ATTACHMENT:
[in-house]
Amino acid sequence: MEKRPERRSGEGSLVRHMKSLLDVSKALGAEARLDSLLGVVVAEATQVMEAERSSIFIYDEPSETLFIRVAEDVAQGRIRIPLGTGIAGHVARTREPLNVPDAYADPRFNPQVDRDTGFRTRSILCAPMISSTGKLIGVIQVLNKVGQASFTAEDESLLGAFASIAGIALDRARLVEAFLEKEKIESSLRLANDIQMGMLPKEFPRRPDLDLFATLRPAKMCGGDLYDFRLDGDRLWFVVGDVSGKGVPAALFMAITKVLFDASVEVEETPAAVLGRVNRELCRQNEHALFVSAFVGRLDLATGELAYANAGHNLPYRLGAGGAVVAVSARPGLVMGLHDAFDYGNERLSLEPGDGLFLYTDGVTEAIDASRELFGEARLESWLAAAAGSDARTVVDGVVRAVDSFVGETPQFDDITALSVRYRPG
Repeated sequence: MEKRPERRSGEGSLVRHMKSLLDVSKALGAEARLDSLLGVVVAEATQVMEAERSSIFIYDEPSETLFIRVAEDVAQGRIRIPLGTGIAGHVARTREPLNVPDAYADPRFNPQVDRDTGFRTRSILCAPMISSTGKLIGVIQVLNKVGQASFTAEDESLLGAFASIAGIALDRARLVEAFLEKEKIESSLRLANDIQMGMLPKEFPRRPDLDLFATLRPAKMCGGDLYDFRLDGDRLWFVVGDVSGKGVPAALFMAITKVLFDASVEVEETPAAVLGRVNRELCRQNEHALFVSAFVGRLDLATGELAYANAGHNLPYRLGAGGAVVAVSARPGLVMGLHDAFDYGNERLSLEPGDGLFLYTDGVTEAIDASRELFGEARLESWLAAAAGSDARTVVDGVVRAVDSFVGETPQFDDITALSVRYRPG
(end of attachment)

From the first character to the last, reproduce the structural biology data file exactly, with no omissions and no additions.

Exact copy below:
[in-house]
Amino acid sequence: MEKRPERRSGEGSLVRHMKSLLDVSKALGAEARLDSLLGVVVAEATQVMEAERSSIFIYDEPSETLFIRVAEDVAQGRIRIPLGTGIAGHVARTREPLNVPDAYADPRFNPQVDRDTGFRTRSILCAPMISSTGKLIGVIQVLNKVGQASFTAEDESLLGAFASIAGIALDRARLVEAFLEKEKIESSLRLANDIQMGMLPKEFPRRPDLDLFATLRPAKMCGGDLYDFRLDGDRLWFVVGDVSGKGVPAALFMAITKVLFDASVEVEETPAAVLGRVNRELCRQNEHALFVSAFVGRLDLATGELAYANAGHNLPYRLGAGGAVVAVSARPGLVMGLHDAFDYGNERLSLEPGDGLFLYTDGVTEAIDASRELFGEARLESWLAAAAGSDARTVVDGVVRAVDSFVGETPQFDDITALSVRYRPG
Repeated sequence: MEKRPERRSGEGSLVRHMKSLLDVSKALGAEARLDSLLGVVVAEATQVMEAERSSIFIYDEPSETLFIRVAEDVAQGRIRIPLGTGIAGHVARTREPLNVPDAYADPRFNPQVDRDTGFRTRSILCAPMISSTGKLIGVIQVLNKVGQASFTAEDESLLGAFASIAGIALDRARLVEAFLEKEKIESSLRLANDIQMGMLPKEFPRRPDLDLFATLRPAKMCGGDLYDFRLDGDRLWFVVGDVSGKGVPAALFMAITKVLFDASVEVEETPAAVLGRVNRELCRQNEHALFVSAFVGRLDLATGELAYANAGHNLPYRLGAGGAVVAVSARPGLVMGLHDAFDYGNERLSLEPGDGLFLYTDGVTEAIDASRELFGEARLESWLAAAAGSDARTVVDGVVRAVDSFVGETPQFDDITALSVRYRPG